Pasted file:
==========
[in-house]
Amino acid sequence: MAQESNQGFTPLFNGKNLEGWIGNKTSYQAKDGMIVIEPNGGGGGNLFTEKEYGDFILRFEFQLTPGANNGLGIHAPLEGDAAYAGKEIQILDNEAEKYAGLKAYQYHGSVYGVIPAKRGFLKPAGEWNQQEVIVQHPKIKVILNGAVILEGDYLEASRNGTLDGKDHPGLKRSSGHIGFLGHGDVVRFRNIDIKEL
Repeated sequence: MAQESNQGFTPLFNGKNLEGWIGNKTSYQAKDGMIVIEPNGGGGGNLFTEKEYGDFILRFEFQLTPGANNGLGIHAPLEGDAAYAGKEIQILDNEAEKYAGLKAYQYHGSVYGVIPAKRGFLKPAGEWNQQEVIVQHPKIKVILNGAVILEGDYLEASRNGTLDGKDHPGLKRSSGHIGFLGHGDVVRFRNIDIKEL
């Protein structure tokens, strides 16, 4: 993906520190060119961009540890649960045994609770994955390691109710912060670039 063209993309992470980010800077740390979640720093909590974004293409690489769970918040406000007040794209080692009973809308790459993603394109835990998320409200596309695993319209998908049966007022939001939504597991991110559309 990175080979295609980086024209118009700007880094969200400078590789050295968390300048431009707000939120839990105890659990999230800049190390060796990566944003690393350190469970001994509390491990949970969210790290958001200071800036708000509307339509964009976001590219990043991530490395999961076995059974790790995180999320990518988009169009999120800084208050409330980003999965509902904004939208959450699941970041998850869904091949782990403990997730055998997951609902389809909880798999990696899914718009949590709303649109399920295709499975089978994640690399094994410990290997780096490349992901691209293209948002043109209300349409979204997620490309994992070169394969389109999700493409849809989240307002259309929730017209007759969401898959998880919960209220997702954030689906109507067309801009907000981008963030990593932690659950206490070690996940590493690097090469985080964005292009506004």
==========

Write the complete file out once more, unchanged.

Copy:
[in-house]
Amino acid sequence: MAQESNQGFTPLFNGKNLEGWIGNKTSYQAKDGMIVIEPNGGGGGNLFTEKEYGDFILRFEFQLTPGANNGLGIHAPLEGDAAYAGKEIQILDNEAEKYAGLKAYQYHGSVYGVIPAKRGFLKPAGEWNQQEVIVQHPKIKVILNGAVILEGDYLEASRNGTLDGKDHPGLKRSSGHIGFLGHGDVVRFRNIDIKEL
Repeated sequence: MAQESNQGFTPLFNGKNLEGWIGNKTSYQAKDGMIVIEPNGGGGGNLFTEKEYGDFILRFEFQLTPGANNGLGIHAPLEGDAAYAGKEIQILDNEAEKYAGLKAYQYHGSVYGVIPAKRGFLKPAGEWNQQEVIVQHPKIKVILNGAVILEGDYLEASRNGTLDGKDHPGLKRSSGHIGFLGHGDVVRFRNIDIKEL
């Protein structure tokens, strides 16, 4: 993906520190060119961009540890649960045994609770994955390691109710912060670039 063209993309992470980010800077740390979640720093909590974004293409690489769970918040406000007040794209080692009973809308790459993603394109835990998320409200596309695993319209998908049966007022939001939504597991991110559309 990175080979295609980086024209118009700007880094969200400078590789050295968390300048431009707000939120839990105890659990999230800049190390060796990566944003690393350190469970001994509390491990949970969210790290958001200071800036708000509307339509964009976001590219990043991530490395999961076995059974790790995180999320990518988009169009999120800084208050409330980003999965509902904004939208959450699941970041998850869904091949782990403990997730055998997951609902389809909880798999990696899914718009949590709303649109399920295709499975089978994640690399094994410990290997780096490349992901691209293209948002043109209300349409979204997620490309994992070169394969389109999700493409849809989240307002259309929730017209007759969401898959998880919960209220997702954030689906109507067309801009907000981008963030990593932690659950206490070690996940590493690097090469985080964005292009506004």